Her freshman year, Newkirk was joining a team that had only lost three games the year prior, which was not exactly a promising script for her to come in and contribute right away. Well, Newkirk rewrote that script in a hurry. She played in all 41 games for an Eagles team that carried an undefeated record into the national championship, falling one game short of the trophy. She racked up the individual accolades as well. Newkirk finished runner-up for the ACHA Freshman of the Year and led all freshmen with 22 goals on the year.

But going in, Newkirk’s only priority was to get playing time. The humble playmaker just wanted to work hard and get in the lineup. She credits the leadership of the coaching staff and veterans like Alex Carpenter, Dana Trivigno, and Haley Skarupa, for constantly challenging her and allowing her to be her own player. She appreciated not having to change her game to fit into the team’s system and loved the challenge of playing on the nation’s biggest stage so early on in her college career.

“She never takes the credit she deserves. Never ever will you catch her bragging. [Humility] has been her trait for a long time.” — Janelle Smith, Newkirk's mother

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hen asked about her favorite game of her BC career, Newkirk pointed not to a contest where she excelled individually, like when she recorded a pair of hat tricks against BU and Northeastern, but to the team’s National Semifinal victory over Clarkson in 2016. The Eagles fell behind, 2-0, but the team banded together to rattle off three consecutive goals, including the decisive shot in overtime from Skarupa. It seems fitting that Newkirk would point to a game where she recorded zero points as her favorite, showing her modest character.

“She never takes the credit she deserves,” Newkirk’s mother, Janelle Smith, said. “Never ever will you catch her bragging. [Humility] has been her trait for a long time.”

While her numbers dropped slightly in her sophomore season, Newkirk still finished in the top 25 nationwide in points and trailed only teammate Megan Keller in the Hockey East in assists. The biggest strides came in her aforementioned third season, where she was only the eighth junior to be named a captain in program history.

Newkirk pointed to the ease of being a captain on a team like BC, because, as she says, it’s full of great people who need very little oversight. She was honored by this new role, but it did not greatly change her mindset.

“If people find you as a leader, that’s amazing,” Newkirk said. “But don’t change the way you act based on a leadership role.”

Referred to by her mother as a quiet leader, Newkirk effectively took control of an Eagles team that suffered from losing stalwart defenders Keller and Kali Flanagan to the U.S. Olympic Team. Newkirk’s outstanding vision on the ice led to a career-high 37 assists, good for fifth in the country. Many of these passes set up Watts, who led the nation in points and goals as a freshman from the left wing. As prolific of a goal scorer as Newkirk is, she’s tallied more assists than scores in every season, which speaks to why she was a perfect choice for captain.

Growing up in Scottsdale, Newkirk has always admired Shane Doan. The NHLer played 21 seasons for the Pheonix/Arizona Coyotes, during many of which he served as team captain. A right winger, Doan’s game was much like Newkirk’s: He posted 570 career assists to 402 goals, always looking for the open man instead of taking the shot himself. Newkirk praised not just his play on the ice, but his loyalty to a struggling team that made the playoffs just three times in his final 15 seasons, as well as his incredible level of community involvement. Newkirk sought not just to be like Doan as a player, but as a person as well.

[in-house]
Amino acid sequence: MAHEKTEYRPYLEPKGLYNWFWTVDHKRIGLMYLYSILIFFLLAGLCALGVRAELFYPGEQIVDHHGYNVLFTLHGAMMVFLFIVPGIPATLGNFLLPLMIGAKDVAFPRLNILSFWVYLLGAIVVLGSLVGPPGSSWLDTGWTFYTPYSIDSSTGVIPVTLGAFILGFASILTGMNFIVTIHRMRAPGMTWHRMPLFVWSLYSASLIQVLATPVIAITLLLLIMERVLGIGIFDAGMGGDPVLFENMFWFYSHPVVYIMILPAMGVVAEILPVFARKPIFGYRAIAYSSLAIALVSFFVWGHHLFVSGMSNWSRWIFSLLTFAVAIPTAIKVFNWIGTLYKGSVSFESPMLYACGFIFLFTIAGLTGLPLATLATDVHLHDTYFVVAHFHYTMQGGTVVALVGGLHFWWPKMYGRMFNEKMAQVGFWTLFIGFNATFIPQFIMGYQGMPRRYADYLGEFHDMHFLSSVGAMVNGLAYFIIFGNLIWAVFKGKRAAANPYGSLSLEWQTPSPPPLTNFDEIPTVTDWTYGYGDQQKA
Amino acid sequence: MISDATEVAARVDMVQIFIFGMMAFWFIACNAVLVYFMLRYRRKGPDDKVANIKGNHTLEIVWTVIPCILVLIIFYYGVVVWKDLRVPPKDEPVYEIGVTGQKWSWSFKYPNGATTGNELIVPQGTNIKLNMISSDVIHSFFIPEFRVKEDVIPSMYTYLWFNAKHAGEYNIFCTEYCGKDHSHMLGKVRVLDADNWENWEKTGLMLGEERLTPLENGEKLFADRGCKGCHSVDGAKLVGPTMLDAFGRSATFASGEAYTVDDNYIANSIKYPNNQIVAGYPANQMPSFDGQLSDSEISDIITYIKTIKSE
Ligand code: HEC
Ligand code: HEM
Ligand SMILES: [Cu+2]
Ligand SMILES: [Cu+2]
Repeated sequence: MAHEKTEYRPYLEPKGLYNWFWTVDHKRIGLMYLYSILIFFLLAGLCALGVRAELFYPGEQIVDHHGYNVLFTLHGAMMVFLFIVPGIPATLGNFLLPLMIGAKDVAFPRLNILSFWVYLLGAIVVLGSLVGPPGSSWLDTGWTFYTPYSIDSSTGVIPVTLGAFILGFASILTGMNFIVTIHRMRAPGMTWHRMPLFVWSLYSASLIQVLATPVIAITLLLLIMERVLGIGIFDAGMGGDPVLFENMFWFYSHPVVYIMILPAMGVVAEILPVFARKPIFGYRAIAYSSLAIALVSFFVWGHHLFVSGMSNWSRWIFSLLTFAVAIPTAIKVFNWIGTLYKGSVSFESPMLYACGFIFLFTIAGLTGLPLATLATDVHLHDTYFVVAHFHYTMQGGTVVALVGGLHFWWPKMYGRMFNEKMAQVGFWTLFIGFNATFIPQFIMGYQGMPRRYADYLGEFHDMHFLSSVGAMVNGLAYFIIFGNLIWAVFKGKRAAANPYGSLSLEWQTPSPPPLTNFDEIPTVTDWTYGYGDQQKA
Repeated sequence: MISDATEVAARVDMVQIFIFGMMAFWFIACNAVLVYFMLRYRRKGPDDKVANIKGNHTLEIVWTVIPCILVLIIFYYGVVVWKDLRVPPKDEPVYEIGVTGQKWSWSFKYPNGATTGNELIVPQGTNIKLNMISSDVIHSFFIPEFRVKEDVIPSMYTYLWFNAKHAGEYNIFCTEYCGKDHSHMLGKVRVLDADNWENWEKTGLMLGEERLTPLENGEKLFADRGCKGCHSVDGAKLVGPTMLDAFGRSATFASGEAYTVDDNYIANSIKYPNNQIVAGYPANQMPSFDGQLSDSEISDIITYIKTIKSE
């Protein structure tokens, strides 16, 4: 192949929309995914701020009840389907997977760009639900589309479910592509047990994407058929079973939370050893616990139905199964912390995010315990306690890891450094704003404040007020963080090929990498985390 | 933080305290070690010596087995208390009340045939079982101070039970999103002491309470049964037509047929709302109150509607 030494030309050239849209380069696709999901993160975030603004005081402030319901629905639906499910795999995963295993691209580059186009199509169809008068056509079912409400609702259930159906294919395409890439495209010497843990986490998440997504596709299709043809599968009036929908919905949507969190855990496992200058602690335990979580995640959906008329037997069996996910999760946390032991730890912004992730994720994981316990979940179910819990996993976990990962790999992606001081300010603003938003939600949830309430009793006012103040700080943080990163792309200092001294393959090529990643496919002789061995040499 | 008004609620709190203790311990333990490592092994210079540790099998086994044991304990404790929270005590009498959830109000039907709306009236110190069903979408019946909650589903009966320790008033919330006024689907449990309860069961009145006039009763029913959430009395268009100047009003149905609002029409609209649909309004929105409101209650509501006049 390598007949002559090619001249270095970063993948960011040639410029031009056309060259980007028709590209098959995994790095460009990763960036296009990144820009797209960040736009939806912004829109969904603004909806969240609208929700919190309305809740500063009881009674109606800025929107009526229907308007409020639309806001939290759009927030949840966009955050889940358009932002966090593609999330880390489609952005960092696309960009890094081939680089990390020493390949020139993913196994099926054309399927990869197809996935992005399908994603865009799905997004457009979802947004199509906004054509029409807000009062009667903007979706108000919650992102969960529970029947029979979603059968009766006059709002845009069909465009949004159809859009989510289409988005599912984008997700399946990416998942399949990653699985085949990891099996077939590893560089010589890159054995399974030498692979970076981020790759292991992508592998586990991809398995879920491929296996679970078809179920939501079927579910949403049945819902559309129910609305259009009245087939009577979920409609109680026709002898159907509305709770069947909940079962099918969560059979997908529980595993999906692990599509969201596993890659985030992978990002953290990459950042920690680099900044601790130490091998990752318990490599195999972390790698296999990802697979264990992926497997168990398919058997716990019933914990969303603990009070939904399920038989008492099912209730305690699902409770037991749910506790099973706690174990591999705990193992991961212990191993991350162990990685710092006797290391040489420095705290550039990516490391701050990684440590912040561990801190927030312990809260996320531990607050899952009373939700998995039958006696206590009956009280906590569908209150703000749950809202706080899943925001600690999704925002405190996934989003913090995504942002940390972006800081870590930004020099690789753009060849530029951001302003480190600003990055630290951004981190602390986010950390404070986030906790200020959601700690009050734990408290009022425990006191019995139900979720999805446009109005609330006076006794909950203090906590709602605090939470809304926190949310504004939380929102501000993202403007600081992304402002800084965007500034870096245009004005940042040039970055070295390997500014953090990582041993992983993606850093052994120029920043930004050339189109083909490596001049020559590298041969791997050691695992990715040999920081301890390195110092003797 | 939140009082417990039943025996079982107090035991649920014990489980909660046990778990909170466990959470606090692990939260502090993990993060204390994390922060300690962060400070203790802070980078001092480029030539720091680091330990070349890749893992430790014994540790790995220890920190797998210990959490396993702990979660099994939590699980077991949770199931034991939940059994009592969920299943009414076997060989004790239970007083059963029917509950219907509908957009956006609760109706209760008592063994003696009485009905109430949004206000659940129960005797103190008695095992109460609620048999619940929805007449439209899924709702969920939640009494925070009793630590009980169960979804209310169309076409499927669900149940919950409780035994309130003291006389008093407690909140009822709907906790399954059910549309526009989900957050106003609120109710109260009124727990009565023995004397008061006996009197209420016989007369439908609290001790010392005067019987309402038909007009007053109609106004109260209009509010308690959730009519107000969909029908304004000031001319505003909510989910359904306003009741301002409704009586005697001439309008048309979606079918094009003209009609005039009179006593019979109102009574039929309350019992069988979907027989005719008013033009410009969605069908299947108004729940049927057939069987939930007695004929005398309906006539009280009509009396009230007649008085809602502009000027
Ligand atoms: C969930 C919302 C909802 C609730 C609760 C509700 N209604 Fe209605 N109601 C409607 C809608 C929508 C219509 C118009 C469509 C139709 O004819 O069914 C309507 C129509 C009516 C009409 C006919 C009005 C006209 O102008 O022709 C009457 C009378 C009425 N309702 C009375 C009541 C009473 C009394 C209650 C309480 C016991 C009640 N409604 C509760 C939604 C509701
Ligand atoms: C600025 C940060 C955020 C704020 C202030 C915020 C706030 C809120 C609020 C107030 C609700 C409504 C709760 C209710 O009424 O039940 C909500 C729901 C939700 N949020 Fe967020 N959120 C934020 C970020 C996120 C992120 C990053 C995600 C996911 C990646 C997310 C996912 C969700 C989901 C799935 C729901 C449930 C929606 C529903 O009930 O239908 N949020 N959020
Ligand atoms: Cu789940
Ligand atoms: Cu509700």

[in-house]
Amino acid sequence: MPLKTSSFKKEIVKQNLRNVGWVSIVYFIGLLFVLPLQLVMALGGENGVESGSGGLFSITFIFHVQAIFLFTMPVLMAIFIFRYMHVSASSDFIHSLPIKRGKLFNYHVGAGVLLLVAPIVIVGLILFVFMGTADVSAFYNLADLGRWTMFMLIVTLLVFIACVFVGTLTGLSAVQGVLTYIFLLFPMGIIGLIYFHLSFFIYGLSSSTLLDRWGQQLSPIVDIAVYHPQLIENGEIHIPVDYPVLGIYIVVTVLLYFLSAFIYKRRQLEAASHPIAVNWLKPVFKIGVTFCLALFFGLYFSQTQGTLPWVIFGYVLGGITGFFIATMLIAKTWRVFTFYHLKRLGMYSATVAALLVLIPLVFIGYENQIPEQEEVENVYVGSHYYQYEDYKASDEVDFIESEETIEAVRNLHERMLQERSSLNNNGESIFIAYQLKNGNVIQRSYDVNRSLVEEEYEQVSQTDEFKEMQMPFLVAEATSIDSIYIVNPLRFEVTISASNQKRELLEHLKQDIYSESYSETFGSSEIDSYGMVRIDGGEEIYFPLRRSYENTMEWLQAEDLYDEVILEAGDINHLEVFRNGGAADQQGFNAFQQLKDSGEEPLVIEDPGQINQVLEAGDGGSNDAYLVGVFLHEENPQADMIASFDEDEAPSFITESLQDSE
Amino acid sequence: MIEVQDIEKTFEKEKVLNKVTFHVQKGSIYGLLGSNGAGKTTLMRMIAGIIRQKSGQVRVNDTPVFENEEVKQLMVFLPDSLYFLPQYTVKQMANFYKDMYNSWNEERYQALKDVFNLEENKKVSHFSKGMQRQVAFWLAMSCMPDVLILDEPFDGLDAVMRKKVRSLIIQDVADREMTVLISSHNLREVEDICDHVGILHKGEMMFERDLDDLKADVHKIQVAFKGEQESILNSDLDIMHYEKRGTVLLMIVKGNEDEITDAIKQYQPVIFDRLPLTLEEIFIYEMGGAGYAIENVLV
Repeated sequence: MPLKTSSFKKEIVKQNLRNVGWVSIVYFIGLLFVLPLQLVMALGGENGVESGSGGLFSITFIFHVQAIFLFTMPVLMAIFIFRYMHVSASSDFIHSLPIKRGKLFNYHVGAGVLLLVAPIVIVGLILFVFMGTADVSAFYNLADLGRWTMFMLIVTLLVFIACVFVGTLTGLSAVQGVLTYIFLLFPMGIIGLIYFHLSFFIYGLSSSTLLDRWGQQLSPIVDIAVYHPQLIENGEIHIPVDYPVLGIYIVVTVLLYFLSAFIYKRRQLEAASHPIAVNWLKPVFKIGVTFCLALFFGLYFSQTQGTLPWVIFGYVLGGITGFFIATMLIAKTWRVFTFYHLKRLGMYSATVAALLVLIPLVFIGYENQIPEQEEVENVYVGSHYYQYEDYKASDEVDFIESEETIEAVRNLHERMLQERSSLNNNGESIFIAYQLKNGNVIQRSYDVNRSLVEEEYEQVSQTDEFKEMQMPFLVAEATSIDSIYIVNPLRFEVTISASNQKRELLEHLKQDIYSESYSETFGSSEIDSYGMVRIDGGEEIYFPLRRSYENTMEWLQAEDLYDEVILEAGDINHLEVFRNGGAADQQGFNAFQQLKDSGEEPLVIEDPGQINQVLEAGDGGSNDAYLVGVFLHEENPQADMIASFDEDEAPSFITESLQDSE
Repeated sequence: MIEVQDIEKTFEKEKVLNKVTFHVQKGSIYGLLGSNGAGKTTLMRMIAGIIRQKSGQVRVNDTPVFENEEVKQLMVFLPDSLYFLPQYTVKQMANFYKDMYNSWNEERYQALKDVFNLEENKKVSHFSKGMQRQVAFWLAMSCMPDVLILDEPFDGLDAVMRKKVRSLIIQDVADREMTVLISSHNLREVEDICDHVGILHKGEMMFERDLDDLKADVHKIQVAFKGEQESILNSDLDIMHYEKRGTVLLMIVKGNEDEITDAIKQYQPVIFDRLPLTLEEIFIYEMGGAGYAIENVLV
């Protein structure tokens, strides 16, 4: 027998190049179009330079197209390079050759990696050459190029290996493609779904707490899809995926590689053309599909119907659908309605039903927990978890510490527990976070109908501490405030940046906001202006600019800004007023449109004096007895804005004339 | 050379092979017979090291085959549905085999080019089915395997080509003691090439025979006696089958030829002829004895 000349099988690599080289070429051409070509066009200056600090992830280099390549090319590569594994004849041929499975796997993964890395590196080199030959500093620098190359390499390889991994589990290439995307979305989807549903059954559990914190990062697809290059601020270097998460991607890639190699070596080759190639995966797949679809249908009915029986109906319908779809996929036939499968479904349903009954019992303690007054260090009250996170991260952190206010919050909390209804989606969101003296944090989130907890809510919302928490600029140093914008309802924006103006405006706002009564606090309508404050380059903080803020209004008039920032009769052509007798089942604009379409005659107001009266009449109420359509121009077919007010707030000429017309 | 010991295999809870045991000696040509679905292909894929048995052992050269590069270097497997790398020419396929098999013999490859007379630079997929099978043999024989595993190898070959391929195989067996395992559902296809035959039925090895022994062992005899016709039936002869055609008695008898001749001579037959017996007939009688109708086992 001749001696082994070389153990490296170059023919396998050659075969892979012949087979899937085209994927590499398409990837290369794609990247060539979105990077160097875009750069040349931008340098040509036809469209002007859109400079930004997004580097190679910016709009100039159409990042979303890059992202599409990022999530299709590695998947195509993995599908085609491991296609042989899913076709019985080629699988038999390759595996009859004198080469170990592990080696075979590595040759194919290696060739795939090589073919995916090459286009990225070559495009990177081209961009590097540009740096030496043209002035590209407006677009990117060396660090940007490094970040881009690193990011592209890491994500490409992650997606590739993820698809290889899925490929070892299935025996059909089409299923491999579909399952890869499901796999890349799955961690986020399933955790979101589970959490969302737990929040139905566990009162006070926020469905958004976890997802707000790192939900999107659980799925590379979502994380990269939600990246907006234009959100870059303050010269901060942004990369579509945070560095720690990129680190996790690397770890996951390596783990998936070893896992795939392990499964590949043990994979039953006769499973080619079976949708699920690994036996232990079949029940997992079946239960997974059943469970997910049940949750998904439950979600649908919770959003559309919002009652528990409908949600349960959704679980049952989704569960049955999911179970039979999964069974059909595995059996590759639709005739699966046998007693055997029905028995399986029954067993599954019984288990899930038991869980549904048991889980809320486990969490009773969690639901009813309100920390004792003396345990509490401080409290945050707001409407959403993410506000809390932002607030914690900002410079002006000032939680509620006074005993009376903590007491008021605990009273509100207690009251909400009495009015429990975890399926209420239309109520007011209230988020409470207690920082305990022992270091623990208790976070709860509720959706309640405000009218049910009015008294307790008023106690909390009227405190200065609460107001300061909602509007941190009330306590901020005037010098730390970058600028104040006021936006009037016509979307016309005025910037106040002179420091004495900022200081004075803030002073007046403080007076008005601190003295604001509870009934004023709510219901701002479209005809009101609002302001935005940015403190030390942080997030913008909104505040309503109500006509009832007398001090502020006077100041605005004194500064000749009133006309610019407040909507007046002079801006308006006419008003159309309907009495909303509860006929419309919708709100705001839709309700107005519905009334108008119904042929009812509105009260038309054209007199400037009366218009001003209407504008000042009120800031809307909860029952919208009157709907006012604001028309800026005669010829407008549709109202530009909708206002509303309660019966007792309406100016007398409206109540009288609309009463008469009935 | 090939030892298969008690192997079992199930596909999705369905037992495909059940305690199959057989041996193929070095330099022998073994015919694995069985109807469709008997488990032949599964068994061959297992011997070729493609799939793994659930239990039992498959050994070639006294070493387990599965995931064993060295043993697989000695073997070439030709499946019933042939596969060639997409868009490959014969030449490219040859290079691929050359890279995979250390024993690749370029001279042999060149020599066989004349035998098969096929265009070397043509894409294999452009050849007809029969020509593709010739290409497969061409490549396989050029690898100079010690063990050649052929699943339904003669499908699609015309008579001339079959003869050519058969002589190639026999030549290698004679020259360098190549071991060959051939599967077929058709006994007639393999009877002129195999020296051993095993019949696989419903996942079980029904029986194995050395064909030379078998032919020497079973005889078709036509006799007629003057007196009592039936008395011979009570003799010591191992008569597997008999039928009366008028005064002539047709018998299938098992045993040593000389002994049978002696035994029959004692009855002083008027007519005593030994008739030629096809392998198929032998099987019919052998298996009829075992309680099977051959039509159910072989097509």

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ntering her senior season, Newkirk will once again skate with the C patch on her jersey, and this time, it’s along with Keller and Flanagan, all of whom are seniors who don’t just know the ropes—they’ve mastered them.

Newkirk noted how important it is to be there for everyone. The first month of college hockey is often difficult for the freshmen, so from a leadership perspective, the importance of being friendly and letting them know that the entire team has their backs cannot be understated. Having great upperclassmen mentors herself, Newkirk strives to give the freshmen as wonderful of an experience as she had, providing them with a welcome environment, both on and off the ice.

Looking forward to her own season, Newkirk knows that the ever-elusive National Championship is the light at the end of the tunnel, but she also understands that solely looking at the big picture is detrimental, preferring a day-by-day approach. Her team fell one game short three seasons ago, and while a championship would be a dream come true for the roster, once again, for Newkirk, it’s not just about herself. She wants a championship to celebrate with the alumni who came so close but could not get over the hump. She credits the family-like nature of the alumni network and pays respects to the Eagles teams that came so close but fell just short.

For as committed as Newkirk is to hockey, she carries a lighthearted, carefree demeanor, especially as she has progressed through her years at BC. This season being her final on the Heights, she is placing an added emphasis on soaking it all in and enjoying what time she has left in college. She does not like carrying herself too seriously, because that’s when it stops being fun.

“We gel together really well,” current teammate and roommate Keller said. “She’s so laid-back and easy to get along with.”

As the girl who couldn’t stop bugging her dad to sign her up for hockey, flew across the country for travel teams, and moved to center two years into her college career, Newkirk’s dedication to the sport has never been disputed.

The only question that remains is how she will write her final chapter on the Heights, and how much fun she will have along the way.

Featured Image by Bradley Smart
Images by Julia Hopkins, Kaitlin Meeks, and Bradley Smart

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About Marc Occhipinti